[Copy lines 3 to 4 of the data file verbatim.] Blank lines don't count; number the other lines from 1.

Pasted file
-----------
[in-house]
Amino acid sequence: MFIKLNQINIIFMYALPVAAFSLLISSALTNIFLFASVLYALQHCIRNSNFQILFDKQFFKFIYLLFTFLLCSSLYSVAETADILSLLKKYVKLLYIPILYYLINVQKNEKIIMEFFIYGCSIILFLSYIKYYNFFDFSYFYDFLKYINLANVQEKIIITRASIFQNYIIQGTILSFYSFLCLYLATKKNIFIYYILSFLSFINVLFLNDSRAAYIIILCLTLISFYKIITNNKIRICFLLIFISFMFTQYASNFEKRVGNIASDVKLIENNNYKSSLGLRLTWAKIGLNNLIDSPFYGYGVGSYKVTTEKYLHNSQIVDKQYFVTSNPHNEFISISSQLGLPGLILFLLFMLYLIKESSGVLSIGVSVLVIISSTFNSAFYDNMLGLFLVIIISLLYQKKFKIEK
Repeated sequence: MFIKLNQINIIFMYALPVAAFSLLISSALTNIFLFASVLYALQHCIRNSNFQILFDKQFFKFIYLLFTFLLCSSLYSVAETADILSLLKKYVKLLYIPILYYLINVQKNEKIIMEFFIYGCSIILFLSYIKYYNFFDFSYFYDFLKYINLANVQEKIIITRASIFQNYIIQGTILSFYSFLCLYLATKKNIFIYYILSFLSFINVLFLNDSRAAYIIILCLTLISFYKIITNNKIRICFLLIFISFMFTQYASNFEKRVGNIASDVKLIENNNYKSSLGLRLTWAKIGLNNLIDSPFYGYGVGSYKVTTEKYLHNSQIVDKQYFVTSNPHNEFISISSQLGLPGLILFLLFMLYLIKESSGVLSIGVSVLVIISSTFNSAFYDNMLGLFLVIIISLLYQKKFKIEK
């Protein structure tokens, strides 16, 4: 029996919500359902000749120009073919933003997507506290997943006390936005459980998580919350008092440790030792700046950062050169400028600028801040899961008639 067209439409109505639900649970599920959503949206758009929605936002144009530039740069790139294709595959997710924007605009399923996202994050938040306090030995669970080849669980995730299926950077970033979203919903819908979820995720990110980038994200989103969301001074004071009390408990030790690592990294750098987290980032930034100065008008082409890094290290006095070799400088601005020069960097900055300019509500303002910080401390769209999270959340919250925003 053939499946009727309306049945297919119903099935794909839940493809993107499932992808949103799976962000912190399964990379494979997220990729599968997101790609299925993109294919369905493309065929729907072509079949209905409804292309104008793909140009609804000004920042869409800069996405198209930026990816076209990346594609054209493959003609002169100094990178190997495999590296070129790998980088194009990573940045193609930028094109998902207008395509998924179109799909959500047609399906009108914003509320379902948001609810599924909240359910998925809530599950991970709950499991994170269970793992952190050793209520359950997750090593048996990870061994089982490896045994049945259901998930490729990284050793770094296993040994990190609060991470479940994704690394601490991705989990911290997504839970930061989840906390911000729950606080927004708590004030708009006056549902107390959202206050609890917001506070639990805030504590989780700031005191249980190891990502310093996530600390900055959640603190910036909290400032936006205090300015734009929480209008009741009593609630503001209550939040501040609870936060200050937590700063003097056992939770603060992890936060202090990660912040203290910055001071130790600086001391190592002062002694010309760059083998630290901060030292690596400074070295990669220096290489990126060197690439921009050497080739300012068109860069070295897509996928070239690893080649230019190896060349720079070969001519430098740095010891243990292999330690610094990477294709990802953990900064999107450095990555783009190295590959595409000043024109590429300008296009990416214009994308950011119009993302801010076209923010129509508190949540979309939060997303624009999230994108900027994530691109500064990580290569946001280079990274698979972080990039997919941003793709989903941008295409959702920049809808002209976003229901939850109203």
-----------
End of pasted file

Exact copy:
Repeated sequence: MFIKLNQINIIFMYALPVAAFSLLISSALTNIFLFASVLYALQHCIRNSNFQILFDKQFFKFIYLLFTFLLCSSLYSVAETADILSLLKKYVKLLYIPILYYLINVQKNEKIIMEFFIYGCSIILFLSYIKYYNFFDFSYFYDFLKYINLANVQEKIIITRASIFQNYIIQGTILSFYSFLCLYLATKKNIFIYYILSFLSFINVLFLNDSRAAYIIILCLTLISFYKIITNNKIRICFLLIFISFMFTQYASNFEKRVGNIASDVKLIENNNYKSSLGLRLTWAKIGLNNLIDSPFYGYGVGSYKVTTEKYLHNSQIVDKQYFVTSNPHNEFISISSQLGLPGLILFLLFMLYLIKESSGVLSIGVSVLVIISSTFNSAFYDNMLGLFLVIIISLLYQKKFKIEK
């Protein structure tokens, strides 16, 4: 029996919500359902000749120009073919933003997507506290997943006390936005459980998580919350008092440790030792700046950062050169400028600028801040899961008639 067209439409109505639900649970599920959503949206758009929605936002144009530039740069790139294709595959997710924007605009399923996202994050938040306090030995669970080849669980995730299926950077970033979203919903819908979820995720990110980038994200989103969301001074004071009390408990030790690592990294750098987290980032930034100065008008082409890094290290006095070799400088601005020069960097900055300019509500303002910080401390769209999270959340919250925003 053939499946009727309306049945297919119903099935794909839940493809993107499932992808949103799976962000912190399964990379494979997220990729599968997101790609299925993109294919369905493309065929729907072509079949209905409804292309104008793909140009609804000004920042869409800069996405198209930026990816076209990346594609054209493959003609002169100094990178190997495999590296070129790998980088194009990573940045193609930028094109998902207008395509998924179109799909959500047609399906009108914003509320379902948001609810599924909240359910998925809530599950991970709950499991994170269970793992952190050793209520359950997750090593048996990870061994089982490896045994049945259901998930490729990284050793770094296993040994990190609060991470479940994704690394601490991705989990911290997504839970930061989840906390911000729950606080927004708590004030708009006056549902107390959202206050609890917001506070639990805030504590989780700031005191249980190891990502310093996530600390900055959640603190910036909290400032936006205090300015734009929480209008009741009593609630503001209550939040501040609870936060200050937590700063003097056992939770603060992890936060202090990660912040203290910055001071130790600086001391190592002062002694010309760059083998630290901060030292690596400074070295990669220096290489990126060197690439921009050497080739300012068109860069070295897509996928070239690893080649230019190896060349720079070969001519430098740095010891243990292999330690610094990477294709990802953990900064999107450095990555783009190295590959595409000043024109590429300008296009990416214009994308950011119009993302801010076209923010129509508190949540979309939060997303624009999230994108900027994530691109500064990580290569946001280079990274698979972080990039997919941003793709989903941008295409959702920049809808002209976003229901939850109203």